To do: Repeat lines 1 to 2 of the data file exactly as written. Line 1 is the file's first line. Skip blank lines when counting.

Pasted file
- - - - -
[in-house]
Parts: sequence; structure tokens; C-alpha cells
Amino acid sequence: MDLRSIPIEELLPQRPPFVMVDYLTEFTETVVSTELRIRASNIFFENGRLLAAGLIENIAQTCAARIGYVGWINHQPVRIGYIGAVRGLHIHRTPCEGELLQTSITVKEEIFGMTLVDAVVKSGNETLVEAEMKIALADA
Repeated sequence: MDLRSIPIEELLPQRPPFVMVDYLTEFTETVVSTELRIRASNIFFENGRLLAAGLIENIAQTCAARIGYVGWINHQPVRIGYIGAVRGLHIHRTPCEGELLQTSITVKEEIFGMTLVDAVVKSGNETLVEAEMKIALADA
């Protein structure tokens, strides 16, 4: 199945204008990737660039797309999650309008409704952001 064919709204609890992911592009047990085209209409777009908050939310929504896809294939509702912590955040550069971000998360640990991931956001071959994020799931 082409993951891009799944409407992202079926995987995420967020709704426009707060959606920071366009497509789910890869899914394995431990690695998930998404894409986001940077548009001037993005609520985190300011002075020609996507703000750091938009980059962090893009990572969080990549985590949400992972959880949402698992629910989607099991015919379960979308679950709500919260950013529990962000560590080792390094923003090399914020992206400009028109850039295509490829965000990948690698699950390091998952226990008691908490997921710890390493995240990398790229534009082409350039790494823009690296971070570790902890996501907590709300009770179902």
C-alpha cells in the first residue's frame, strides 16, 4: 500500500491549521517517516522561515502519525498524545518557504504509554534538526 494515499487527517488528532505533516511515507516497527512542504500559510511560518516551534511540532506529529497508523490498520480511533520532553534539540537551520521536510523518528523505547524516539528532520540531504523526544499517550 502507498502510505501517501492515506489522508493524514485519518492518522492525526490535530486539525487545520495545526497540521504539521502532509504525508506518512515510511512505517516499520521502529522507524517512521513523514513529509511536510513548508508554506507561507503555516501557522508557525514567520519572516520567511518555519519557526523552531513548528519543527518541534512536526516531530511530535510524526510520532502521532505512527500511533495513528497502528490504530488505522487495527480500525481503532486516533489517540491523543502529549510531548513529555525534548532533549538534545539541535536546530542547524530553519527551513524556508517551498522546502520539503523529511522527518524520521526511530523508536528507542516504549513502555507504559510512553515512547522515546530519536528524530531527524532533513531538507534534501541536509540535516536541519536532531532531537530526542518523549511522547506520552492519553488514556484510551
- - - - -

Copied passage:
[in-house]
Parts: sequence; structure tokens; C-alpha cells